Nothing says the future quite like "digital comics." And the leader in the digital comic book distribution game so far is Comixology.
Their New York office has four openings for people just like you.
First up is 2nd Shift Production Assistant, a part-time gig where you'll "set price information and activate price changes in multiple databases" and "participate in various tasks related to book activation and banner art/featured list updates across our various platforms and apps."
The future of comic books will be digital, and one of the leaders in that direction is Comixology. They're in a hiring phase right now and if you've got the mad skills, they've got the jobs.
First up is a position for Product Manager.
Next is Product Director.
Then there's an opening for Production Manager.
Followed by one for a UX Manager, and I don't even know what that is. But it sounds very computery.
And so does the opening for System Administrator Manager.
Even if you can't draw or write, you can make the leap into the digital space of comics at Dark Horse.
They're looking for 2 "Python / Django / Android / iOS Developers" for their Milwaukie, OR offices. These are full-time, salaried positions.
So if you "enjoy building web and mobile applications using a mix of open source technologies, and enjoy a creative and casual work environment," they'd love to talk to you.
Dark Horse uses Python/Django for their content management and e-commerce web projects and they like to "keep things moving without subjecting everyone to a lot of meetings and heavyweight process."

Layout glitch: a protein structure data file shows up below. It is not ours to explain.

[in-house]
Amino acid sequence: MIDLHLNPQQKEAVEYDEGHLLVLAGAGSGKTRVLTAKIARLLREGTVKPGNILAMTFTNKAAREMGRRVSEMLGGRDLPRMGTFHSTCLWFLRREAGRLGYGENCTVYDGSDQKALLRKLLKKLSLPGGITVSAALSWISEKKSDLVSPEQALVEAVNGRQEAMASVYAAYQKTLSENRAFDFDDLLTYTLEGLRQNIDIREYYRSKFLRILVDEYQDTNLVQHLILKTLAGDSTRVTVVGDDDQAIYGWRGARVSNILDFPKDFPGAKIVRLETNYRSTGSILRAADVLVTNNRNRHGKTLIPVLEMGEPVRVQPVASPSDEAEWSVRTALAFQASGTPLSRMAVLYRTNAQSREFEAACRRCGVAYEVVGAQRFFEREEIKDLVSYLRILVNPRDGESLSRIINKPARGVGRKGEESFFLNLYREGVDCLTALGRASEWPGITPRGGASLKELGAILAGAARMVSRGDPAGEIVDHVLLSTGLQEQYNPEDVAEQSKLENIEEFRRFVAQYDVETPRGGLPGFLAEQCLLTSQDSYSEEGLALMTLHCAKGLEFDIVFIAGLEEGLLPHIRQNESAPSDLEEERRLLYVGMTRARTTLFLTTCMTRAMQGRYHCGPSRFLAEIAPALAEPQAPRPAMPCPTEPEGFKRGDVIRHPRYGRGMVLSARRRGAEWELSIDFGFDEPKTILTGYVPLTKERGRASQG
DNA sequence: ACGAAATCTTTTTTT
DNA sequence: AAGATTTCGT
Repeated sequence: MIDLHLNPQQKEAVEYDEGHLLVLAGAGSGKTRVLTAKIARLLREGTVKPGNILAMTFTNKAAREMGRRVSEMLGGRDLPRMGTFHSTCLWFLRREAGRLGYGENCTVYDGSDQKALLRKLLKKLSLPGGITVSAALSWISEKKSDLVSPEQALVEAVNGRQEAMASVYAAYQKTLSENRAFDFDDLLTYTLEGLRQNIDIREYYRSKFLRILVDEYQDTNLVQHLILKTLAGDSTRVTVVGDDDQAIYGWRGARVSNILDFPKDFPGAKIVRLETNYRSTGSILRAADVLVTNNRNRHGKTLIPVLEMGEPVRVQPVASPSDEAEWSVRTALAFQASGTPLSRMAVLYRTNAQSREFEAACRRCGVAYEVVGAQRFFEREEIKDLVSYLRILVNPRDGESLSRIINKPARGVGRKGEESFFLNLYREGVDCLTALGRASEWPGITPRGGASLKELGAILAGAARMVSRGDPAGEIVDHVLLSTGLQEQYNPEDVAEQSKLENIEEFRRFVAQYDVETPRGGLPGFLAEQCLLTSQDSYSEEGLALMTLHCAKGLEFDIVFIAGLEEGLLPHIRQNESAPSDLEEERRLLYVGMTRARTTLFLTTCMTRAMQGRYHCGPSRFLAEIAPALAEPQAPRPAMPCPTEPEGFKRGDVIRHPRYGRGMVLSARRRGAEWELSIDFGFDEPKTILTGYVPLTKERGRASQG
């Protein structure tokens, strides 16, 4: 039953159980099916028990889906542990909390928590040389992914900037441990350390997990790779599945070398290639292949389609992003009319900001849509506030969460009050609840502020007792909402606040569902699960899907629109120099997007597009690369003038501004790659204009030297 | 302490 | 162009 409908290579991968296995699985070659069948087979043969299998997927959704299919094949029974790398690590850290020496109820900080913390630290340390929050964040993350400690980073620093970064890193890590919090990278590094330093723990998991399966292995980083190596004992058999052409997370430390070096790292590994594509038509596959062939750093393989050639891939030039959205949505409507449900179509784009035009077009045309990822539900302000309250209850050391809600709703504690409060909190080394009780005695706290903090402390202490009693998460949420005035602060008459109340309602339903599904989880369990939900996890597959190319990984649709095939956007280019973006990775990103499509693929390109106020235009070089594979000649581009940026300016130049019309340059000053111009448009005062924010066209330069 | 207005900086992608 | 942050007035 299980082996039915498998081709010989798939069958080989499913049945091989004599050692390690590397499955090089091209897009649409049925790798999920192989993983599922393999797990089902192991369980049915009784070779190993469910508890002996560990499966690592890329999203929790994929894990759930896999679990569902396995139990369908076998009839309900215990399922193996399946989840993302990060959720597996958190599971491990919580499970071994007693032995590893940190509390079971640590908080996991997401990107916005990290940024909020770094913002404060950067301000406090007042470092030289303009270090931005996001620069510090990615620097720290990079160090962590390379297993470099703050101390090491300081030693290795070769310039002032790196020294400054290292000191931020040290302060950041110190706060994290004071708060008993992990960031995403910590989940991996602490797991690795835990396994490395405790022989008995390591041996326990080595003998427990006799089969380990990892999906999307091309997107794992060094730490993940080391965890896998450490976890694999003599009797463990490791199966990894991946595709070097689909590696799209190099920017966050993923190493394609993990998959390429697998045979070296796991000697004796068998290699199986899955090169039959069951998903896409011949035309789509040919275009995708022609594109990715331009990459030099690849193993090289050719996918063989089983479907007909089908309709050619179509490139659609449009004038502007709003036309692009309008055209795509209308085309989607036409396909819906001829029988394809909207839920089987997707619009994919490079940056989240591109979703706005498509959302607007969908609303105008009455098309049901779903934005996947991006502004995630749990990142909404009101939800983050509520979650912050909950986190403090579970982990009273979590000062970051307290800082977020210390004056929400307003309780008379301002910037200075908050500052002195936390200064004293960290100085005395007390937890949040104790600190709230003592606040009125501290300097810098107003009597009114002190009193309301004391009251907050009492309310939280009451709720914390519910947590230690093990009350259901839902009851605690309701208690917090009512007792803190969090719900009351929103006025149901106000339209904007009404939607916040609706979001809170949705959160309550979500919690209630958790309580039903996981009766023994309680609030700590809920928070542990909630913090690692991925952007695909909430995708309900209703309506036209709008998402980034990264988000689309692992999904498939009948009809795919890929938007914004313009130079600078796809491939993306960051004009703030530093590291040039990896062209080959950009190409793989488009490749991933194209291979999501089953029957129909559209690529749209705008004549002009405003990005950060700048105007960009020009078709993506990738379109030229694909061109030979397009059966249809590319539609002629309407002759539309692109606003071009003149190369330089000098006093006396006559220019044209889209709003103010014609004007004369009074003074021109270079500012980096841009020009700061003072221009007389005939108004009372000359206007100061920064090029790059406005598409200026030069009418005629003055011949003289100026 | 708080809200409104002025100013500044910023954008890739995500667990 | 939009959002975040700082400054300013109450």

Welcome to the weekend! Let's see what the internets hold for us!
Tom Spurgeon at The Comics Reporter speaks out against SOPA, the Stop Online Piracy Act. It really is a terrible bill that does more harm than good and Tom makes a strong case to do everything you can to stop it from being passed.
Mark Evanier doesn’t like the proposed law either.
And award-winning sf writer John Scalzi provides even more details and words of encouragement about Clarion.
Reboot, relaunch, retcon.
The comics industry is full of fun words that mean the same thing: sales tool.
It's a great strategy because I think we all know hundreds of fans that have been avoiding comic books because of how high the issue #'s are.
And as part of the same announcement, DC's switching to same day digital release of their printed comics, so I don't have to rush to the comic book store.
Naturally, everyone's talking about this bold move and not just on Twitter and Facebook. Here's a rundown of the Top 10 Things That People Are Saying about DC's new initiatives:
10. Finally! A reboot that changes everything forever! ZOMG!
9. Now I can bitch about DC's titles on the same device I read them on!
I don’t like NYR’s for the simple reason that I never keep them. Lose weight, eat healthier, start smoking just so I can fail at quitting.
But this year, well, this year, I’m sure to keep some of these resolutions. Won’t you join me?
10. I will read many more webcomics, bookmark them and recommend them.
9. I won’t buy a Marvel or DC comic at a price point greater than $2.99.